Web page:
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The deep Tuscaloosa play extending across south-central Louisiana has resulted in the recent discovery of large gas reserves. This same downdip lower Upper Cretaceous interval, known as the Woodbine in southeast Texas, extends into Texas across Newton, Jasper, Polk, and Tyler Counties. Although well control is sparse through this interval in southeast Texas, available data suggest a different depositional and structural setting for the lower Upper Cretaceous interval. No thick units of sands are within the interval, and most of the production has been found in stratigraphic traps exhibiting thin sands, as in the Seven Oaks field.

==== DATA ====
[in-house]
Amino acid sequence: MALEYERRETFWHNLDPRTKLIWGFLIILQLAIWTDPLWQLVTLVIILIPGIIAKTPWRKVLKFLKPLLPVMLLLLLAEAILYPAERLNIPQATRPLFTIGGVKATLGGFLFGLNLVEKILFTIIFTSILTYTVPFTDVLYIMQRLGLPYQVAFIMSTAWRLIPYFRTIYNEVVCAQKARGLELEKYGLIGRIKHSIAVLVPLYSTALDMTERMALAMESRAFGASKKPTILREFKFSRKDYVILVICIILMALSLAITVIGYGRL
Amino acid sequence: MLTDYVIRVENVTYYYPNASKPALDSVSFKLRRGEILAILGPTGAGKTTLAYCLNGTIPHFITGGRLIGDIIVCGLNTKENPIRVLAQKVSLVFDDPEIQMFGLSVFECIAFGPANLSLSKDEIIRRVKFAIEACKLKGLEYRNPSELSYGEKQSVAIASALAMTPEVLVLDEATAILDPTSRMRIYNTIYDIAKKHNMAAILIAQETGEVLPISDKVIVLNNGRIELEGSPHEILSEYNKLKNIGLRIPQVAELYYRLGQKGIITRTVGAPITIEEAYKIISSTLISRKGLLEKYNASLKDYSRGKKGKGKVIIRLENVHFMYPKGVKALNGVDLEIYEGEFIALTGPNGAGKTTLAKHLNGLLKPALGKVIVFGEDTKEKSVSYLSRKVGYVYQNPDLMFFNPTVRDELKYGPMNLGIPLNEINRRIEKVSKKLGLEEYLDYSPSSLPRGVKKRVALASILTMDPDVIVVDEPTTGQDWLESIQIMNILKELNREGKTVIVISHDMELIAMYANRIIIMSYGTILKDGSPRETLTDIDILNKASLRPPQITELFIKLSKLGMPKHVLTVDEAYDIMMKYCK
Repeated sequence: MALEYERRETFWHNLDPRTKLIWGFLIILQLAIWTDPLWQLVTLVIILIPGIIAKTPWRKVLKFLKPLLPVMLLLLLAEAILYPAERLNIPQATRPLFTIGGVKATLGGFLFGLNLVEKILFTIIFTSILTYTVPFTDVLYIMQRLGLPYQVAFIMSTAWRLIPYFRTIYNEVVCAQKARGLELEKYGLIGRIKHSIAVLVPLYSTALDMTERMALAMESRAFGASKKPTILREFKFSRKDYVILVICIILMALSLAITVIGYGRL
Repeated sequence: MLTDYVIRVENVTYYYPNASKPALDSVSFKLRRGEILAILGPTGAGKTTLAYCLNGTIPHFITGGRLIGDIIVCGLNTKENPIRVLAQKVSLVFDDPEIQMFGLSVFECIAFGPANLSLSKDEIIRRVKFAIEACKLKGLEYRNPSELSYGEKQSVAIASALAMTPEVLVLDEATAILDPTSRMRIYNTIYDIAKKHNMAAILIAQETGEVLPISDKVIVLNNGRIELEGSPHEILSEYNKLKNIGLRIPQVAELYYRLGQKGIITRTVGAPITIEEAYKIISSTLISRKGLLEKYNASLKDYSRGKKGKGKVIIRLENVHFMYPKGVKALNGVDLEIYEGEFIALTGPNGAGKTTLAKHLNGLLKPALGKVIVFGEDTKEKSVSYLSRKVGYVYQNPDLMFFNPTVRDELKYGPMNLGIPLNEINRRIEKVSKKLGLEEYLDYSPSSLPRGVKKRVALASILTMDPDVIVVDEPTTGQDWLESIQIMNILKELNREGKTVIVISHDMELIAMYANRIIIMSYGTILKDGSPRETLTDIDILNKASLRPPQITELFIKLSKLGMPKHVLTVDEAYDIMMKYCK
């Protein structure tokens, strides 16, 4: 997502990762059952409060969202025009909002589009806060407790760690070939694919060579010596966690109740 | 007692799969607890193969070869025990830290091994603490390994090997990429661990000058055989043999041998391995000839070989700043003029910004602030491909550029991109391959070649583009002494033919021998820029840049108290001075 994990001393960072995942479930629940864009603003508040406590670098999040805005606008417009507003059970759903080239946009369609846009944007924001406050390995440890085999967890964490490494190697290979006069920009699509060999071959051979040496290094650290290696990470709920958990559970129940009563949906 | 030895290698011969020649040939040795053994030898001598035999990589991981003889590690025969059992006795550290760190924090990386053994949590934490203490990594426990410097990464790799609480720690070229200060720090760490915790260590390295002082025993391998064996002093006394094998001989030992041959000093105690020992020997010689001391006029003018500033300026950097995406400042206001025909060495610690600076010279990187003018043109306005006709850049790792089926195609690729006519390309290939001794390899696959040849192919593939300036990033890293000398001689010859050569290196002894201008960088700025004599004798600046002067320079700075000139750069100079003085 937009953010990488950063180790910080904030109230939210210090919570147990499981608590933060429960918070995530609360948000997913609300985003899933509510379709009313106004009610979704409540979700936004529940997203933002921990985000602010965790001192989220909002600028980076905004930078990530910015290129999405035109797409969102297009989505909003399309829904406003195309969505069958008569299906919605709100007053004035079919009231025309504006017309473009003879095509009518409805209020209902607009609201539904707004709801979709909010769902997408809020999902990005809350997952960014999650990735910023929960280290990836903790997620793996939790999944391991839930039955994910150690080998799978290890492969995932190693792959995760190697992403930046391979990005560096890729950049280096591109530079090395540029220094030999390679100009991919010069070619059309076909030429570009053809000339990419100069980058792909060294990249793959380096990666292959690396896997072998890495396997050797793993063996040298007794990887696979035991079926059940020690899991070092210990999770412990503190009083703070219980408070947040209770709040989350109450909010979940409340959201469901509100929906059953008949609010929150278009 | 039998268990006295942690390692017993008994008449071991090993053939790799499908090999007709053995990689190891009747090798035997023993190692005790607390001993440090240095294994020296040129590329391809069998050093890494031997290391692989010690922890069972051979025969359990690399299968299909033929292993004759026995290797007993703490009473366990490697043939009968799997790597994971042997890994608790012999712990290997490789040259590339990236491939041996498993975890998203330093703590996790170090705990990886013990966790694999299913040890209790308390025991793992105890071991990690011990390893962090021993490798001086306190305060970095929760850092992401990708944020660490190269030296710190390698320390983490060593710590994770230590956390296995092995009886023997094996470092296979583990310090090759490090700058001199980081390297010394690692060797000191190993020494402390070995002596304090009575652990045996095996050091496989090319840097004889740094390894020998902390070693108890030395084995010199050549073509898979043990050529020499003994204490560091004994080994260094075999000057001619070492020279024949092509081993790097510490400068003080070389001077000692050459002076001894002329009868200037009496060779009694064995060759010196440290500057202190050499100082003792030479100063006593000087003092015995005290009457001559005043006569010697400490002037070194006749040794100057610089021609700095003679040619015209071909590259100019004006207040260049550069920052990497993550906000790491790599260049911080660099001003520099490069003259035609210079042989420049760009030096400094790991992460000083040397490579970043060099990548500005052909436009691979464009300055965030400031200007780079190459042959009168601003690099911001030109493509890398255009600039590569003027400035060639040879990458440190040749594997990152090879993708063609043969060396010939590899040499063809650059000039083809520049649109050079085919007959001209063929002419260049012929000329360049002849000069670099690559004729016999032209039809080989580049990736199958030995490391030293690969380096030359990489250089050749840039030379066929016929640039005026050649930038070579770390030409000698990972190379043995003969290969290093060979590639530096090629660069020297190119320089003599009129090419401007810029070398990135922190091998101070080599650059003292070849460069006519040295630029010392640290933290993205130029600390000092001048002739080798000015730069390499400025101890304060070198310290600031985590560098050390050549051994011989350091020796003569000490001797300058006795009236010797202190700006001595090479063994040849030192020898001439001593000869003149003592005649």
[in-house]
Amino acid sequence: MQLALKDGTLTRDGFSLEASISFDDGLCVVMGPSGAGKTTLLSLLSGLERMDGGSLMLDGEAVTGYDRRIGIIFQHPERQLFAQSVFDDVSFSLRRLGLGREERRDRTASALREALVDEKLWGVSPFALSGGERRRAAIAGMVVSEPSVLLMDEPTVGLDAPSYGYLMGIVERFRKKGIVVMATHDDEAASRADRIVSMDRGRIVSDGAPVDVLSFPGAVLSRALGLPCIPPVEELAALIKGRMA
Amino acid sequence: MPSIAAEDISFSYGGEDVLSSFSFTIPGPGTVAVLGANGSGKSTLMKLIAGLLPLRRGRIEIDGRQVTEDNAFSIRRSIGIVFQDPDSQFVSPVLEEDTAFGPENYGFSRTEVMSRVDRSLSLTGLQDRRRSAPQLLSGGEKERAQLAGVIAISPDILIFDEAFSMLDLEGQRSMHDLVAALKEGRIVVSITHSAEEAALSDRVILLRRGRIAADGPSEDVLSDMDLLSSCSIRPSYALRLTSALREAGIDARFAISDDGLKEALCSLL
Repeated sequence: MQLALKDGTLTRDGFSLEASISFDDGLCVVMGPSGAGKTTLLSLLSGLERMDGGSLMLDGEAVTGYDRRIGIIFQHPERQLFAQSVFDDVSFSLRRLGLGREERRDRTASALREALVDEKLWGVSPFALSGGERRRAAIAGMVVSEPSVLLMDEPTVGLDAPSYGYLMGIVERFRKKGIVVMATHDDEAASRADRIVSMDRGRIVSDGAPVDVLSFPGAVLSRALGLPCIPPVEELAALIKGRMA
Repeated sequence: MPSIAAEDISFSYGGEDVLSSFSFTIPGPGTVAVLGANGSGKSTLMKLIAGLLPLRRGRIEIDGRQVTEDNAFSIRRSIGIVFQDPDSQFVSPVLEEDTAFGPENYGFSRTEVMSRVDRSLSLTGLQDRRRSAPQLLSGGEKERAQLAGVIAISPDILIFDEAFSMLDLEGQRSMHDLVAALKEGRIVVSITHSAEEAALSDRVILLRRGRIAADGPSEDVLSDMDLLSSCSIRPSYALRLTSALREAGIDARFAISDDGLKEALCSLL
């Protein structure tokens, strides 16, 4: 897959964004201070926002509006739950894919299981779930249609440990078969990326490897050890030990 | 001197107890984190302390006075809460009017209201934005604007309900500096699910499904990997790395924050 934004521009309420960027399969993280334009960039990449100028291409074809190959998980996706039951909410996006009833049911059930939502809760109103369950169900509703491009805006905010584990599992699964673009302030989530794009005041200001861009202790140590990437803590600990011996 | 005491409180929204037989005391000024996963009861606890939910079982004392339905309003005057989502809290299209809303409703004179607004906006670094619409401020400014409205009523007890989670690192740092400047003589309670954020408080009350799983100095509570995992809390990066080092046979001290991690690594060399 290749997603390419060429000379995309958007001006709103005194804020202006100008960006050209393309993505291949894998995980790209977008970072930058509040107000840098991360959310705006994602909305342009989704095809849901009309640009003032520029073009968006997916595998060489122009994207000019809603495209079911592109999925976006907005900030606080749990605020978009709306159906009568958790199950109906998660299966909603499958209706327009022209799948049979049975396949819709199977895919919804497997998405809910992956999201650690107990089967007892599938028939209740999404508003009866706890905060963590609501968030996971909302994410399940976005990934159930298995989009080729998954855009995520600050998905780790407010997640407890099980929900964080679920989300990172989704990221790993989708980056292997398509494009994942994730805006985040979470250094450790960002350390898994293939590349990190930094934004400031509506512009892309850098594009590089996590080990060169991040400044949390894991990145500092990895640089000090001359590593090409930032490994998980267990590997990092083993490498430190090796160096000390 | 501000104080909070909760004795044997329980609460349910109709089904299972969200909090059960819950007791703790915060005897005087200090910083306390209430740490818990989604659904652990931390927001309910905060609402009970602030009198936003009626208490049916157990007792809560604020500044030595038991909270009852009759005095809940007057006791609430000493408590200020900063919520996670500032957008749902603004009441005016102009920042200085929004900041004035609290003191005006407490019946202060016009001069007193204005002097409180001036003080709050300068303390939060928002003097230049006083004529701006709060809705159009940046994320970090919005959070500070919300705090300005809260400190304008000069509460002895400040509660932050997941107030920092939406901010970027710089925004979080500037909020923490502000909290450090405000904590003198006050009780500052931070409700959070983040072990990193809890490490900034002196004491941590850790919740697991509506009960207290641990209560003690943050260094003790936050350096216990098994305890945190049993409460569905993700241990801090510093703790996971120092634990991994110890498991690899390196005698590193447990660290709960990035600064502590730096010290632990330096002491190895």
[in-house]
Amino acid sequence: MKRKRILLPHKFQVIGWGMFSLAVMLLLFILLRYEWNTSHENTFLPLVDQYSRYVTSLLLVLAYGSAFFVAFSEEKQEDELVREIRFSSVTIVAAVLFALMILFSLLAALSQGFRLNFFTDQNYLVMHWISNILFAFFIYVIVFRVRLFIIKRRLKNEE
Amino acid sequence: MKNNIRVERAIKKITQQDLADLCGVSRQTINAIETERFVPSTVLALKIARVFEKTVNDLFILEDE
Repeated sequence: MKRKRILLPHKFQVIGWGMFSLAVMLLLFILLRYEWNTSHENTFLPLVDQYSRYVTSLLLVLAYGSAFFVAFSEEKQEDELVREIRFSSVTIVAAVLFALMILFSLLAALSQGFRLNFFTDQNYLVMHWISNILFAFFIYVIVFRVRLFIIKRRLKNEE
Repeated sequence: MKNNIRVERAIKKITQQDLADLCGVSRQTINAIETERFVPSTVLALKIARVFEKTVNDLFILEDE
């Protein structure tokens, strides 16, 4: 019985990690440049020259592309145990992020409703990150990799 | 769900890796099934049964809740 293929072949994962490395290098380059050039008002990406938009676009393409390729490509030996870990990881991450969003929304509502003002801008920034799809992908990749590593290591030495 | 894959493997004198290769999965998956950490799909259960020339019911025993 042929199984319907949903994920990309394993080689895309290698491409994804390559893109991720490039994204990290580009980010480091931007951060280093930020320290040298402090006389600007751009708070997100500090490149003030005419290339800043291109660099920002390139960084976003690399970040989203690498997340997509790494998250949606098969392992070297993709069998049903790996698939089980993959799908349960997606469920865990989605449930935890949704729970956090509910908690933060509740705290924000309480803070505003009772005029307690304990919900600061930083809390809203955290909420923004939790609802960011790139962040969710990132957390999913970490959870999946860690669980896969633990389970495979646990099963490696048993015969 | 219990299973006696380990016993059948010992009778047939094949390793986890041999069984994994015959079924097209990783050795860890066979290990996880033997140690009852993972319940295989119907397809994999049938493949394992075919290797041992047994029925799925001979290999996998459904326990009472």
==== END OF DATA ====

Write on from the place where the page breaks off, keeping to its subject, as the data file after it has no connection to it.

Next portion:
Subsurface studies of the lower Upper Cretaceous interval across south-central Louisiana and into southeast Texas indicate it is unlikely the Louisiana Tuscaloosa play will extend into the southeast Texas area. However, there is sparse downdip control in Texas south of the Lower Cretaceous shelf edge and it is, therefore, possible that some sands have been deposited subparallel to the shelf. The best area to explore for this possibility would be south of the 1,000-ft Tuscaloosa or Woodbine isopachous contour which extends across southeast Texas.
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